This code actually can't be executed out-of-order. All the logic put into an out-of-order scheduler would be a waste of energy in this case. And multiple same type execution units for parallel issue wouldn't help to speed this up either. A single scheduler with an integer execution unit (IEU), and an address generation unit (AGU) would be enough. The latter wouldn't even need a separate scheduler, similar to the K7, K8, K10 series of CPUs. This could be one reason for Zen's individual schedulers, as one identified dependency chain could be sent to a single integer scheduler and one AGU scheduler if there are memory operands. The other schedulers might even be clock gated then.

U.S. Patent No. 8769539 covers a scheduler, which can be switched between out-of-order and in-order operation. One of the inventors is Zen project leader Suzanne Plummer, while Dan Hopper is also an important member of the Zen x86 core design team. In combination with many other patents (for example  US20120023314), which cover dependency chain related logic, there might be such a scheduler in Zen.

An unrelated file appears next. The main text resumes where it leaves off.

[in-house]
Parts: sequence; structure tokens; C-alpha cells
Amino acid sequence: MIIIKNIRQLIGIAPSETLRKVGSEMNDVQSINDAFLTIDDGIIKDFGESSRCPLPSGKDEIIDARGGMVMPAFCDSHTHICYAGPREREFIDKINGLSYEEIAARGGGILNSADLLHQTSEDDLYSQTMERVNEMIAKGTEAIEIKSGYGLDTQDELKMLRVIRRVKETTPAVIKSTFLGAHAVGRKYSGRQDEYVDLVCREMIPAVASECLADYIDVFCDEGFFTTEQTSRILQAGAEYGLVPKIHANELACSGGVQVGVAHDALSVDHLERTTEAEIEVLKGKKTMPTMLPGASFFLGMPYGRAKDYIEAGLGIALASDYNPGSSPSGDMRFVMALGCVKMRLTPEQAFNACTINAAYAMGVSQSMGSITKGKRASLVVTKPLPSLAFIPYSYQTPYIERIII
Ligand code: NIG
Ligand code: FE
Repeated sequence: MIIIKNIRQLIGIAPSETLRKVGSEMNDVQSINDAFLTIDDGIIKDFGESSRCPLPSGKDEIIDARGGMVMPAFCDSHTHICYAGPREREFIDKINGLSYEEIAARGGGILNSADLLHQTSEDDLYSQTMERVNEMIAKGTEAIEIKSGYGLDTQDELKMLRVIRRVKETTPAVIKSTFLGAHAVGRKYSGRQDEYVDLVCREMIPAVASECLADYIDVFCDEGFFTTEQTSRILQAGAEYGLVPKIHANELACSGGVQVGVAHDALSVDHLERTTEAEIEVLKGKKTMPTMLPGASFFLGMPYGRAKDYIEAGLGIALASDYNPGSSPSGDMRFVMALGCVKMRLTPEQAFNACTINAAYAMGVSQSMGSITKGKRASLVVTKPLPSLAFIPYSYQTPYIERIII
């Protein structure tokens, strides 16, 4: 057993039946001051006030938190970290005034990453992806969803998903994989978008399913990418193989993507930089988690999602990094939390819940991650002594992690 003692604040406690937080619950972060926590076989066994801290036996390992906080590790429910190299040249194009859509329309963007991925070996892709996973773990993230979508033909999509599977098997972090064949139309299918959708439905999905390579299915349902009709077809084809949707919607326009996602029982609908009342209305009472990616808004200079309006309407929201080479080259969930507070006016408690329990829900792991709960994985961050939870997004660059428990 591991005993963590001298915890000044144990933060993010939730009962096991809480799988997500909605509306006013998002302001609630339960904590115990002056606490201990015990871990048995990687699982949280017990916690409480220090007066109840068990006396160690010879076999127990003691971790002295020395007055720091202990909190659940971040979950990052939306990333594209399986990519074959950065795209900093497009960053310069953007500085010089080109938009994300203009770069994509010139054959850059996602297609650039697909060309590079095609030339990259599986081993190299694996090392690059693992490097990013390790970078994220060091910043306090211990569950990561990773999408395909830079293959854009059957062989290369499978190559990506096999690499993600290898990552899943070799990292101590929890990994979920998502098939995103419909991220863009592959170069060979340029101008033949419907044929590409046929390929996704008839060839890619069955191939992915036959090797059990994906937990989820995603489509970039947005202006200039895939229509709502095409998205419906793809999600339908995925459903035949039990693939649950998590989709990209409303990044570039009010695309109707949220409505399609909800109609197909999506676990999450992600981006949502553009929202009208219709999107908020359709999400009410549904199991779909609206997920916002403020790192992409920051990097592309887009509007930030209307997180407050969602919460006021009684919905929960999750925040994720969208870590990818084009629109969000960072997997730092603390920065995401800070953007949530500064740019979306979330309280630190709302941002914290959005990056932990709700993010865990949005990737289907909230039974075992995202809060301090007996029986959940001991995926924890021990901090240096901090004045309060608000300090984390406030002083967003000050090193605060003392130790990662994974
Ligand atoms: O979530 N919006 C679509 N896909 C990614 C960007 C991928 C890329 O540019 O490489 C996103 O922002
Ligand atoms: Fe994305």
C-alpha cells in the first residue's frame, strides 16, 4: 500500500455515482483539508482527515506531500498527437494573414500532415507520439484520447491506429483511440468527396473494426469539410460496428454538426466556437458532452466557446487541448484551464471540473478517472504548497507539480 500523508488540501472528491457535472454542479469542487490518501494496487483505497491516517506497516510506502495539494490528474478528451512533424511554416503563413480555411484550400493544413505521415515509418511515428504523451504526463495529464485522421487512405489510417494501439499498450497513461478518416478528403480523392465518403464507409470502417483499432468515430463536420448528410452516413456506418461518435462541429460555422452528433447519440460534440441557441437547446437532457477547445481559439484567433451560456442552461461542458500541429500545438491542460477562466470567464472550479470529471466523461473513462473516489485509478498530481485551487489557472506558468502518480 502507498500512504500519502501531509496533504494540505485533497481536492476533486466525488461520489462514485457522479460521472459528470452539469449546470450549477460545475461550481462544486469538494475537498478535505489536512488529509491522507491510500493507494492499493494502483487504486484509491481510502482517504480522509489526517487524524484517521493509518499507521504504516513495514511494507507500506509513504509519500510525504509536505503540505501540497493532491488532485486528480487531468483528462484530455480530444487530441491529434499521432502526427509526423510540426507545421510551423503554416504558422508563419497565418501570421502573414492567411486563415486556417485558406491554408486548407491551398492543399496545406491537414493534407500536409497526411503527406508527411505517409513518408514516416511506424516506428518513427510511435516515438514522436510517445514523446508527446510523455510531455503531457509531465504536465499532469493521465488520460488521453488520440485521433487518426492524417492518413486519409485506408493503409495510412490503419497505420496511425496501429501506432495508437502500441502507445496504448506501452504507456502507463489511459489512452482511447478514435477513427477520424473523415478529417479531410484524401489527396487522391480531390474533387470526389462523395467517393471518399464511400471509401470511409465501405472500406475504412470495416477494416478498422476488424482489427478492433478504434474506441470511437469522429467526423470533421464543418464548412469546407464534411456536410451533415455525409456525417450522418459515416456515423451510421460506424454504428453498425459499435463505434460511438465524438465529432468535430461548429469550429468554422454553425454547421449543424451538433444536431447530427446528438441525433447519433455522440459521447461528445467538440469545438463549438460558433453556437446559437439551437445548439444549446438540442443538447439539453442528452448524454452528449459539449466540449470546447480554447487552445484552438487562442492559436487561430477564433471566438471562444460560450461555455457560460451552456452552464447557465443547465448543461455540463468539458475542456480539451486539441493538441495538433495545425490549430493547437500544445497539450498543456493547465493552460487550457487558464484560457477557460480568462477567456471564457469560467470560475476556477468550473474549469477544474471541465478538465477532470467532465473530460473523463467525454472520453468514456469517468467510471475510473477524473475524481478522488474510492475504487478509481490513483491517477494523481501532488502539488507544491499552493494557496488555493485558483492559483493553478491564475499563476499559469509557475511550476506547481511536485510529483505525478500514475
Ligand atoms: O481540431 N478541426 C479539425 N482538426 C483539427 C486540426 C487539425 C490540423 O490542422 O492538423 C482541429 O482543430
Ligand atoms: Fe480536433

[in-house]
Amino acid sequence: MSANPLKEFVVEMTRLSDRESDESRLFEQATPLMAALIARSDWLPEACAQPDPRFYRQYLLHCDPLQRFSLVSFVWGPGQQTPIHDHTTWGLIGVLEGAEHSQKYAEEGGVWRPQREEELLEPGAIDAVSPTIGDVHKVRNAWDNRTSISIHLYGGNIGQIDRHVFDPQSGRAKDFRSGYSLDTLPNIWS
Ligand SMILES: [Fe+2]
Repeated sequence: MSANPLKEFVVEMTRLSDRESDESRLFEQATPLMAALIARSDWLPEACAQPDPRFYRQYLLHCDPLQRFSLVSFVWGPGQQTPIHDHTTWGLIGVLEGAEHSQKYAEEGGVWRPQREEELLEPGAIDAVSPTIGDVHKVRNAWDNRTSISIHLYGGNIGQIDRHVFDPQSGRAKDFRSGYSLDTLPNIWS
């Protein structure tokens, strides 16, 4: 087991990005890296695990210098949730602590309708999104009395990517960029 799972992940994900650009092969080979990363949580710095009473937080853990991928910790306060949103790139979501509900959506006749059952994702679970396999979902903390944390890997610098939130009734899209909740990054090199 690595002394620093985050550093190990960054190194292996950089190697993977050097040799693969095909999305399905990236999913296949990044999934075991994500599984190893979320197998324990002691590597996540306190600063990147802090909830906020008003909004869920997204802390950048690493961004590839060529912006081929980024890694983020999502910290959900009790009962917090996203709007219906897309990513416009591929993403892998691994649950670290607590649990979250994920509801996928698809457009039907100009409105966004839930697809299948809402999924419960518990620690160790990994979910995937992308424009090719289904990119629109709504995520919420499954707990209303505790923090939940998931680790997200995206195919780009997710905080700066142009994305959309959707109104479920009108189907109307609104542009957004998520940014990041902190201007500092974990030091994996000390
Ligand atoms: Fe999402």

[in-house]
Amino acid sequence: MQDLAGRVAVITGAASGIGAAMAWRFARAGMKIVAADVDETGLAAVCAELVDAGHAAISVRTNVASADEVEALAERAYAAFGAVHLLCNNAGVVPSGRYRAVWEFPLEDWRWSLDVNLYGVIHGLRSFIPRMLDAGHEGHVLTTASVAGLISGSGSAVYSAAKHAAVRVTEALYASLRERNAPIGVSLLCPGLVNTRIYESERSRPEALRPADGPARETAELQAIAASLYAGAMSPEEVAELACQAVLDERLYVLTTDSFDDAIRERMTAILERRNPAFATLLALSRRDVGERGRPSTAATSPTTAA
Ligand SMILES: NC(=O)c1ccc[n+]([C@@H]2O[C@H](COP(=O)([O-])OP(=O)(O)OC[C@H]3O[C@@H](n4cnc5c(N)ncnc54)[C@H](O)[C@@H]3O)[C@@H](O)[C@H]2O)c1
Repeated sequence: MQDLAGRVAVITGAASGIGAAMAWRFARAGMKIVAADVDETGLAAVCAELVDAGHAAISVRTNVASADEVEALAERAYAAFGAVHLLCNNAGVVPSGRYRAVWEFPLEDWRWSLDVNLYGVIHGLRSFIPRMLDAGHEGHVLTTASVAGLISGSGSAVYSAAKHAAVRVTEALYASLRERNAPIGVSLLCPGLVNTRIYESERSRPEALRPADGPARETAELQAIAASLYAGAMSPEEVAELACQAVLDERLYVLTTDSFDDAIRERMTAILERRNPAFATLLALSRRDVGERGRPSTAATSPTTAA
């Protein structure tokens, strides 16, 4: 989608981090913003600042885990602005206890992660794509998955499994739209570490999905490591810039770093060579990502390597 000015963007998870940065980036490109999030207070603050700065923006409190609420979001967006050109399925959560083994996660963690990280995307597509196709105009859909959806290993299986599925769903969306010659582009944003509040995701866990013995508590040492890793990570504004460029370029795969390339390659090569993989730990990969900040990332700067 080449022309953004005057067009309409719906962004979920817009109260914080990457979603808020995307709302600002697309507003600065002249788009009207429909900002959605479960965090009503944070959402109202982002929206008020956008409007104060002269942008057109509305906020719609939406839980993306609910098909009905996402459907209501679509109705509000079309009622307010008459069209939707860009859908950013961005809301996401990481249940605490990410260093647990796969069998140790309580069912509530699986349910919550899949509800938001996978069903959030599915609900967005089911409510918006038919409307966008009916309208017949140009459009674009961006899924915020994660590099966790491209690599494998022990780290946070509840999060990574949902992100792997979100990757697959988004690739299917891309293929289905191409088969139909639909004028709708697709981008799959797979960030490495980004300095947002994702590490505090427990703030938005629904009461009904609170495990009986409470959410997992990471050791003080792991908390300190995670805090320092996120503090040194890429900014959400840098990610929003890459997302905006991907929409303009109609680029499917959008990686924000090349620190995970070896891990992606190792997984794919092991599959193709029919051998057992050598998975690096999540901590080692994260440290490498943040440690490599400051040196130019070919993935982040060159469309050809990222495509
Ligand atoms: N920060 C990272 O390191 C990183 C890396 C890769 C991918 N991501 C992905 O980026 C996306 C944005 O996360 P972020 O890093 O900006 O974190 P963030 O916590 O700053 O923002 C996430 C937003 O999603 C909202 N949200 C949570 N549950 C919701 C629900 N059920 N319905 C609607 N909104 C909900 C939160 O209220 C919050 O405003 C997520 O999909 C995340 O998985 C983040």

Knowing the dependency chain also offers several efficiency measures. One patent covered different latencies for "far source operands" and close ones, i.e. coming from a different "lane" or the same. Bypass networks could be implemented in a somewhat more relaxed way, which improves delay and power efficiency.

A Zen core size estimation

After talking about Zen's die size just days ago, there is another size, which likely will be revealed at Hot Chips: the size of a Zen core. Earlier this year I created a table to estimate that size based on Excavator module components and some scaling factors. Based on AMD's statement about a density optimized process, one of the unknowns in this calculation just became a bit smaller. Their statement could both mean dense metal layers or high density standard cell libs. For simplicity and lack of further data, assuming no density related scaling should do. Process related scaling is a different story, though.